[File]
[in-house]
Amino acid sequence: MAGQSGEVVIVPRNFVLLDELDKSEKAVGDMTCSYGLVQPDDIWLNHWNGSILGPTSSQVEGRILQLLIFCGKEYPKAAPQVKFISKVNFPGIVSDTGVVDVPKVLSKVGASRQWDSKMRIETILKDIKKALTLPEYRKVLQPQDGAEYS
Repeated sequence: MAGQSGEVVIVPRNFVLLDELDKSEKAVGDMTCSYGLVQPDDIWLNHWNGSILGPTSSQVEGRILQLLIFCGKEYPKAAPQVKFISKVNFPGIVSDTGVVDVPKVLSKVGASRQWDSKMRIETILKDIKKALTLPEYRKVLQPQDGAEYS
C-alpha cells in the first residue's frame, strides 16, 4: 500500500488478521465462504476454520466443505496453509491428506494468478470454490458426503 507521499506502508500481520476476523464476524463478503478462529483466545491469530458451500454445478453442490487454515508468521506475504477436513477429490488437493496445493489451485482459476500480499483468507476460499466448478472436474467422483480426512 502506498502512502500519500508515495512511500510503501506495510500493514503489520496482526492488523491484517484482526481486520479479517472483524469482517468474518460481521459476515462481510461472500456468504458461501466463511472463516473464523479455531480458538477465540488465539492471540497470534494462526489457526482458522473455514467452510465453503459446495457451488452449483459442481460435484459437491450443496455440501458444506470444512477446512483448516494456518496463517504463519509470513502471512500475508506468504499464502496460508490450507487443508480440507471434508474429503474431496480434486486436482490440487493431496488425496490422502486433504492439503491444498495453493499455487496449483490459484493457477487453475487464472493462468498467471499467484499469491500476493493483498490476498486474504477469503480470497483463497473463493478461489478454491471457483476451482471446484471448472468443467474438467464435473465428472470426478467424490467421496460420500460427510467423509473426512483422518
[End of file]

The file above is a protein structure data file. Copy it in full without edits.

[in-house]
Amino acid sequence: MAGQSGEVVIVPRNFVLLDELDKSEKAVGDMTCSYGLVQPDDIWLNHWNGSILGPTSSQVEGRILQLLIFCGKEYPKAAPQVKFISKVNFPGIVSDTGVVDVPKVLSKVGASRQWDSKMRIETILKDIKKALTLPEYRKVLQPQDGAEYS
Repeated sequence: MAGQSGEVVIVPRNFVLLDELDKSEKAVGDMTCSYGLVQPDDIWLNHWNGSILGPTSSQVEGRILQLLIFCGKEYPKAAPQVKFISKVNFPGIVSDTGVVDVPKVLSKVGASRQWDSKMRIETILKDIKKALTLPEYRKVLQPQDGAEYS
C-alpha cells in the first residue's frame, strides 16, 4: 500500500488478521465462504476454520466443505496453509491428506494468478470454490458426503 507521499506502508500481520476476523464476524463478503478462529483466545491469530458451500454445478453442490487454515508468521506475504477436513477429490488437493496445493489451485482459476500480499483468507476460499466448478472436474467422483480426512 502506498502512502500519500508515495512511500510503501506495510500493514503489520496482526492488523491484517484482526481486520479479517472483524469482517468474518460481521459476515462481510461472500456468504458461501466463511472463516473464523479455531480458538477465540488465539492471540497470534494462526489457526482458522473455514467452510465453503459446495457451488452449483459442481460435484459437491450443496455440501458444506470444512477446512483448516494456518496463517504463519509470513502471512500475508506468504499464502496460508490450507487443508480440507471434508474429503474431496480434486486436482490440487493431496488425496490422502486433504492439503491444498495453493499455487496449483490459484493457477487453475487464472493462468498467471499467484499469491500476493493483498490476498486474504477469503480470497483463497473463493478461489478454491471457483476451482471446484471448472468443467474438467464435473465428472470426478467424490467421496460420500460427510467423509473426512483422518